I’m not sure if I’m going to commemorate every anniversary, but it was important to reflect upon this one.
Two years ago today I had heart surgery. It was minor surgery, as far as I’m concerned, but some people think any heart-related surgery is significant.
For the past month I’ve done a lot of thinking about this anniversary. I’ve thought about how my life has changed in the two years since my surgery. The sad truth is that my life hasn’t changed enough. It has improved, but is it a life worth living? Not really.
Since the fall of 2003 my life has been on an emotional roller coaster. But like all roller coasters, when the ride ends you’re at the same place you began. That’s a great summary of my life in recent years, and that’s not something to be proud of.
I have a bad habit of remembering dates associated with my heart. On Dec. 6, 2004, I was told I should have a pacemaker. I remember the mixed feelings I had about the news. I still have those mixed feelings to this day.
It wasn’t until Oct. 7, 2005, that I decided I’d have the surgery, allegedly as a commitment to a better life. I remember that evening well. Three months later I had the surgery.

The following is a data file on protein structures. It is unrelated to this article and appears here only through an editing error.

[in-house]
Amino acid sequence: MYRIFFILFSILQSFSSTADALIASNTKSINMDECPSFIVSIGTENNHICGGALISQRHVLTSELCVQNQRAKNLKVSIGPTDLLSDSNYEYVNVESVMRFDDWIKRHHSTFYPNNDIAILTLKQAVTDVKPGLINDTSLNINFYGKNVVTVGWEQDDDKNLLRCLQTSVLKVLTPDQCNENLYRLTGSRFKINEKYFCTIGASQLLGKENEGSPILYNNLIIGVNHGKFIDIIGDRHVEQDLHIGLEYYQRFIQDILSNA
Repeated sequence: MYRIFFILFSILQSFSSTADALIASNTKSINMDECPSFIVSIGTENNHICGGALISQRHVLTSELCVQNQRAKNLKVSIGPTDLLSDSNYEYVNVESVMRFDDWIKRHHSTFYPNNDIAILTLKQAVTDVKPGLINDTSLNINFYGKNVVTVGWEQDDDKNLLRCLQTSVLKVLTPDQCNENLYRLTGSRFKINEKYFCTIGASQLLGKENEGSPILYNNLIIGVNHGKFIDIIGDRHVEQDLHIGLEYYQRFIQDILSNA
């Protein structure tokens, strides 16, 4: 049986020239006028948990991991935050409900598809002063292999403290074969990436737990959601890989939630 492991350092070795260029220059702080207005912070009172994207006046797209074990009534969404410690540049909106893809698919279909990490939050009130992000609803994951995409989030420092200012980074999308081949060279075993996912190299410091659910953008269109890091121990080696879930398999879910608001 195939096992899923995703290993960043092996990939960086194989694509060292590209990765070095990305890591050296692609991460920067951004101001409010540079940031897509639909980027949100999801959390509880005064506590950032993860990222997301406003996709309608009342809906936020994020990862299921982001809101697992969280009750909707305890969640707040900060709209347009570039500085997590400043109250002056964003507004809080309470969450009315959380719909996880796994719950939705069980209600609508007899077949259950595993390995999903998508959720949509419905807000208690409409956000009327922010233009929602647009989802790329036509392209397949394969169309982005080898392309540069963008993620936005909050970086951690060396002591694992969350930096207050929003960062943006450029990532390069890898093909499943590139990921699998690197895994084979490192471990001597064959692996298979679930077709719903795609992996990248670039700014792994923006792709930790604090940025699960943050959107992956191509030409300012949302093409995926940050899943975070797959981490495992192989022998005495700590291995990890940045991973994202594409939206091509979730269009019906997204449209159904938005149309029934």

While I occasionally have been inspired to try new things in life, I haven’t make it a mission to do so. I have been busy with plenty of trips, bicycle adventures and the usual annual activities and get togethers, but the sum of all those parts doesn’t keep me warm at night.
So here I am, two years removed from surgery, and my life is relatively meaningless. I’m such an ass for thinking that. I have family that counts on me, friends that appreciate me, yet my life doesn’t seem to be very meaningful. I’ve thought that for years, yet somehow I have failed to find meaning to it.
I have needed a new job for a few years, and although I don’t know when it’s going to happen, it’s priority one, because every week that goes by at the newspaper is another week that bankrupts my soul. I’m not sure where I go next, but I can’t afford to stick around much longer, on multiple levels.
I’ve had a few conversations with friends about various aspects of life, and one of the things that came up was a discussion of what the importance of a job is. Is a job supposed to make us happy, or is it supposed to be a means toward achieving things that make us happy? You could argue it’s some of both. At this point my job accomplishes neither, and I have to find one the provides one or the other, if not both.
But even if I find a job that provides both, will I be happy? I doubt it. Happier? Yes. Happy? No.